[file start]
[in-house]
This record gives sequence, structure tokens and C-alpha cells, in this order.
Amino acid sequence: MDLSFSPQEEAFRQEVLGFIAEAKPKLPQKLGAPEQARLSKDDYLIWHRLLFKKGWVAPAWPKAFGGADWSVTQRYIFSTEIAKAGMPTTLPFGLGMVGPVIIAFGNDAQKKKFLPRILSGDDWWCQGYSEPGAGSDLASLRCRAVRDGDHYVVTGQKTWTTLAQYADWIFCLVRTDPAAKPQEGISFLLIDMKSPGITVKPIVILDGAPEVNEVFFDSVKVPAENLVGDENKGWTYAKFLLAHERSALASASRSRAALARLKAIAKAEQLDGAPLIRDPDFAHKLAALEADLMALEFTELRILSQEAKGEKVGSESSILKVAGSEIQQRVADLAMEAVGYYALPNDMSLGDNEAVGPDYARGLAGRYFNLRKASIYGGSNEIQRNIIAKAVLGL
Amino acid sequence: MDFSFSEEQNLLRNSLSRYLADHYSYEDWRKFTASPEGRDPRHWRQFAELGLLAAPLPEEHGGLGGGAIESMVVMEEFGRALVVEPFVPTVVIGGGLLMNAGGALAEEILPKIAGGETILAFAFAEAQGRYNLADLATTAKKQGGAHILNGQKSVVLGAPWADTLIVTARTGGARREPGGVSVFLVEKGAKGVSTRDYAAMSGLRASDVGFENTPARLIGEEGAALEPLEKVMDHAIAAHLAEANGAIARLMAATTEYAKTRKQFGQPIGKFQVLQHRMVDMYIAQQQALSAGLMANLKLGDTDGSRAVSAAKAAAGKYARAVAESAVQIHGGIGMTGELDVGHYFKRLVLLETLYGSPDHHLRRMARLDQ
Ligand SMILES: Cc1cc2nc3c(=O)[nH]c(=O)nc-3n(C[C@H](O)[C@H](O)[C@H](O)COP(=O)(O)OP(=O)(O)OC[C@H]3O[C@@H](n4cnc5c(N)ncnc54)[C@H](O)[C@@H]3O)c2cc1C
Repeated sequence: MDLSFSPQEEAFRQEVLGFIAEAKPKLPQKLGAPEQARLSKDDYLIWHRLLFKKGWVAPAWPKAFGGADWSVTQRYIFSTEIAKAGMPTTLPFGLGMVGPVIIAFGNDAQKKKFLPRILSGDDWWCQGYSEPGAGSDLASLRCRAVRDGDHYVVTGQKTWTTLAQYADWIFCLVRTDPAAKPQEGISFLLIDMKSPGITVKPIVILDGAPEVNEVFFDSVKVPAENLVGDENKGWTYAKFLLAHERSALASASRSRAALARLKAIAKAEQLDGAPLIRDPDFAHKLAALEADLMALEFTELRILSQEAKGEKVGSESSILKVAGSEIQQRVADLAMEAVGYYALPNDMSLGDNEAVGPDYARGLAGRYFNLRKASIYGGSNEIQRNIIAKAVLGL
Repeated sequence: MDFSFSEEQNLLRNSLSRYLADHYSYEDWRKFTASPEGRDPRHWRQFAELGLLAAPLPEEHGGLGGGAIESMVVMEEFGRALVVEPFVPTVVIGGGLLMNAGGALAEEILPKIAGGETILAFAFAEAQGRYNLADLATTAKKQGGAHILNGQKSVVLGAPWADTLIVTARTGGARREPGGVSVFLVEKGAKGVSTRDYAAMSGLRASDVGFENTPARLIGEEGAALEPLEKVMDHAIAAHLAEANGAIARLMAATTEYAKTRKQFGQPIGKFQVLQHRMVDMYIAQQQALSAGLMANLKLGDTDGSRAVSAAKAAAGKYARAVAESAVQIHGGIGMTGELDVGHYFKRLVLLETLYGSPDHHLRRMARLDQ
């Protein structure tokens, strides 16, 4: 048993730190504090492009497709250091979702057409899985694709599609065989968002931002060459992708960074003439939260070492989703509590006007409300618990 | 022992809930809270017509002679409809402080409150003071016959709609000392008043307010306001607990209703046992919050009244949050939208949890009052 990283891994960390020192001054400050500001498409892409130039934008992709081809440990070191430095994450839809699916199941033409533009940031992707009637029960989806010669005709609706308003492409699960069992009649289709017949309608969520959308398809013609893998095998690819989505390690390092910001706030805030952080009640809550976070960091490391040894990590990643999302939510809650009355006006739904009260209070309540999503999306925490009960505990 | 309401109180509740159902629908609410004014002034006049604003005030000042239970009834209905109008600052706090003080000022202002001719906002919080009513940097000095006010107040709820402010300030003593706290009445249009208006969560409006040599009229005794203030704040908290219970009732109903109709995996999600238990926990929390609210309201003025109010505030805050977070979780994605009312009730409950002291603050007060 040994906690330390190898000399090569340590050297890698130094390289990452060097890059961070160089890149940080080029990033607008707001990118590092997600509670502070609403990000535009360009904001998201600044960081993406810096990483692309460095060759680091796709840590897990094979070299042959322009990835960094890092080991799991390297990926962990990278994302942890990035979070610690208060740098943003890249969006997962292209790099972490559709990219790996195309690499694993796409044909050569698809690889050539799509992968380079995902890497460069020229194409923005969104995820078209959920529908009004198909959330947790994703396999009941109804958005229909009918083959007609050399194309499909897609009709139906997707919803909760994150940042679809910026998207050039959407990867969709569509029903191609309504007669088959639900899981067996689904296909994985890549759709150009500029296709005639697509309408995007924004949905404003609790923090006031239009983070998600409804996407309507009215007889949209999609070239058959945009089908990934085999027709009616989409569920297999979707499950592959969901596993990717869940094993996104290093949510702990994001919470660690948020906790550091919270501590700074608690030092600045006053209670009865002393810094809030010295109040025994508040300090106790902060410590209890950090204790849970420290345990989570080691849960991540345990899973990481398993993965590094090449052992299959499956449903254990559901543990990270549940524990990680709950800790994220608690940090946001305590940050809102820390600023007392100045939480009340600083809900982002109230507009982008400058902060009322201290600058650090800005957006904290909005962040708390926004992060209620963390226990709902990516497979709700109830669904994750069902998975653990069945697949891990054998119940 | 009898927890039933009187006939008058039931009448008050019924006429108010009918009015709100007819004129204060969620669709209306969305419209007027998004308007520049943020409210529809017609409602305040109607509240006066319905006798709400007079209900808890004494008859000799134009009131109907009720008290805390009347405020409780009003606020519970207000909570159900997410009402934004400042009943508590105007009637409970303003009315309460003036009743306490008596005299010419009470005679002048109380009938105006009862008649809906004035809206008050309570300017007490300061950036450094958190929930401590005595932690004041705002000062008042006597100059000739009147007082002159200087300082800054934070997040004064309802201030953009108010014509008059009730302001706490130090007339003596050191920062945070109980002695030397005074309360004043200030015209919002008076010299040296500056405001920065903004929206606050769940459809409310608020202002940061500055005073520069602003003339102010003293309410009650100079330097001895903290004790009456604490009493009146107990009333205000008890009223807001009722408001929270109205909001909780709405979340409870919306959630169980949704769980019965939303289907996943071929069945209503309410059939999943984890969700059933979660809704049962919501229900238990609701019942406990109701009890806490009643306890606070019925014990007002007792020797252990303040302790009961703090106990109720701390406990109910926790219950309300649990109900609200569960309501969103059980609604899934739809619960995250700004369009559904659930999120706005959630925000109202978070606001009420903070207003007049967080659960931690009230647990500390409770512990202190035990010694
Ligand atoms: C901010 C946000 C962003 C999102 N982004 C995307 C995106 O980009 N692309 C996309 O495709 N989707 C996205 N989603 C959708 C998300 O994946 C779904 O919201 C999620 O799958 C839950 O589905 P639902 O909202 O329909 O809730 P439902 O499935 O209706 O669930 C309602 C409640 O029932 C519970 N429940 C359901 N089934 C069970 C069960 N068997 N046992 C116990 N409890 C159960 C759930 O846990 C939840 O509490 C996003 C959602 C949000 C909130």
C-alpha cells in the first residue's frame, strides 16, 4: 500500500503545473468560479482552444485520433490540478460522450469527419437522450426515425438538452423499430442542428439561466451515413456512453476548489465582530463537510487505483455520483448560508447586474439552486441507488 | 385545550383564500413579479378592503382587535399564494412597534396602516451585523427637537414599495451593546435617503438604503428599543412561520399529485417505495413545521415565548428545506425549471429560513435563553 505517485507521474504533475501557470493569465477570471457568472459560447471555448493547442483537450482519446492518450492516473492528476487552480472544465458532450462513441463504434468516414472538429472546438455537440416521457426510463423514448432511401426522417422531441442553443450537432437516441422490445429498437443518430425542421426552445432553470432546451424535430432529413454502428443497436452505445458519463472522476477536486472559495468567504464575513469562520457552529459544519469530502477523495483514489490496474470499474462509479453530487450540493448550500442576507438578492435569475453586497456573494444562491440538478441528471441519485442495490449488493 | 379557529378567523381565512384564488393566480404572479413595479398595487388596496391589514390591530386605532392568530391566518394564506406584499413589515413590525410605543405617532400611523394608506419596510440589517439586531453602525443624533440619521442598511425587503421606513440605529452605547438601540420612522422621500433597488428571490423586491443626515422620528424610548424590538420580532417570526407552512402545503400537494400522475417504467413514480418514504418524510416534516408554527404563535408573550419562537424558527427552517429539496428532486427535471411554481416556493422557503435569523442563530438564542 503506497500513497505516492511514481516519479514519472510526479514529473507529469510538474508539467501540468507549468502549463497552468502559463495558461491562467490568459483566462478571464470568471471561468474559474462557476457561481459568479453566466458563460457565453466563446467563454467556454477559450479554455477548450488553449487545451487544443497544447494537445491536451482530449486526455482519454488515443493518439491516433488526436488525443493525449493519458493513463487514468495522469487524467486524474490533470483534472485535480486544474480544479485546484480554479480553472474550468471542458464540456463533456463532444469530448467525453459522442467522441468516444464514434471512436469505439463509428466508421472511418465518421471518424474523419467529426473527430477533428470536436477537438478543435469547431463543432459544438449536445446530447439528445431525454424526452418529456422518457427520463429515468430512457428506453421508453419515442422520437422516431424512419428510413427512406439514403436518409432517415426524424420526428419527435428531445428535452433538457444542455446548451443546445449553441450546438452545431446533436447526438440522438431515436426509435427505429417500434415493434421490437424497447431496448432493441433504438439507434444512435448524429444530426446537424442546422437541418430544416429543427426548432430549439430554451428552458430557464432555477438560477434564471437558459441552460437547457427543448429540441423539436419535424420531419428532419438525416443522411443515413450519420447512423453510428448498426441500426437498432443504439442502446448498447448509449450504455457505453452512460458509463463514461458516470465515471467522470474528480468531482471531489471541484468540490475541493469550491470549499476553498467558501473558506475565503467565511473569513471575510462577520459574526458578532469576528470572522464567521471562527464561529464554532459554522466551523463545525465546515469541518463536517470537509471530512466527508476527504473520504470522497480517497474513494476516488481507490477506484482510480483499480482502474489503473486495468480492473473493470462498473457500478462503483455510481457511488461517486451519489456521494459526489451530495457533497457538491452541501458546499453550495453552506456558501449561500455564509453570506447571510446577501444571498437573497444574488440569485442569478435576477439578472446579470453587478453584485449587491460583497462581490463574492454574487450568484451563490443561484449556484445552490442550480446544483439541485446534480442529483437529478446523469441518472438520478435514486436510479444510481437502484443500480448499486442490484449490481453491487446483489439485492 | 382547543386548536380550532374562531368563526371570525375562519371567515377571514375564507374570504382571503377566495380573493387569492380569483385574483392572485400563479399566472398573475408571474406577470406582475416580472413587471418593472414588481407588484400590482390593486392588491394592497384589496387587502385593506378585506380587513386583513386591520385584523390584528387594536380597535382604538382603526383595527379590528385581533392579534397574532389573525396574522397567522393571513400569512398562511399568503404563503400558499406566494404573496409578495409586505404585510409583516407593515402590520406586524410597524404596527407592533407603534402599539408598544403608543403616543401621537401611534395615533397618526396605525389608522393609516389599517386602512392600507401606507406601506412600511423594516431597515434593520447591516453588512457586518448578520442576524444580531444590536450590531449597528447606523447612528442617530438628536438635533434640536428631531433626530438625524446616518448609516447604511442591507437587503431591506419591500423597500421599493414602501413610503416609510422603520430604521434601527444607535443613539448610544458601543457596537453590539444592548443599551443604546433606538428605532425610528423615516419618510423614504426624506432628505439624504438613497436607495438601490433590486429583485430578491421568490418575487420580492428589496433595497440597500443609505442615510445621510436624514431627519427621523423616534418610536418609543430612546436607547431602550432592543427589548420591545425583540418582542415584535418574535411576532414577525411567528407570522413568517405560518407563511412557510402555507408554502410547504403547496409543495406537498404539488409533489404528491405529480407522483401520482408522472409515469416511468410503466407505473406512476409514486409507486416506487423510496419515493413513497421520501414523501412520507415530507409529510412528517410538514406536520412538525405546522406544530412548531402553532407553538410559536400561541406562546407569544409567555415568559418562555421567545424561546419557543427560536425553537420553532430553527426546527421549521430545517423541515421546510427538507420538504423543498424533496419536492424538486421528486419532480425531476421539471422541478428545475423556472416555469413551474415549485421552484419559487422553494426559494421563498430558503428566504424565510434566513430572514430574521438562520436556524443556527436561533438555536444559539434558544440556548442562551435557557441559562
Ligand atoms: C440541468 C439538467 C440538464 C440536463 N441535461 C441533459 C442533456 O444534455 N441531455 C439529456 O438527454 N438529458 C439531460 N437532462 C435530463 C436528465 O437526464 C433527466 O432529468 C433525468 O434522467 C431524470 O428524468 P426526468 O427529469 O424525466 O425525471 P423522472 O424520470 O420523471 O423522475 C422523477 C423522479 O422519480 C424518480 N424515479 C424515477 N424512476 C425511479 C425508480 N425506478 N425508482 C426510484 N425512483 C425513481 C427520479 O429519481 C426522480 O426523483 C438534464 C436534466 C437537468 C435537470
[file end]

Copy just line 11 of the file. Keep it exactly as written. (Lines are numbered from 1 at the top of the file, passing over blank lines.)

Ligand atoms: C440541468 C439538467 C440538464 C440536463 N441535461 C441533459 C442533456 O444534455 N441531455 C439529456 O438527454 N438529458 C439531460 N437532462 C435530463 C436528465 O437526464 C433527466 O432529468 C433525468 O434522467 C431524470 O428524468 P426526468 O427529469 O424525466 O425525471 P423522472 O424520470 O420523471 O423522475 C422523477 C423522479 O422519480 C424518480 N424515479 C424515477 N424512476 C425511479 C425508480 N425506478 N425508482 C426510484 N425512483 C425513481 C427520479 O429519481 C426522480 O426523483 C438534464 C436534466 C437537468 C435537470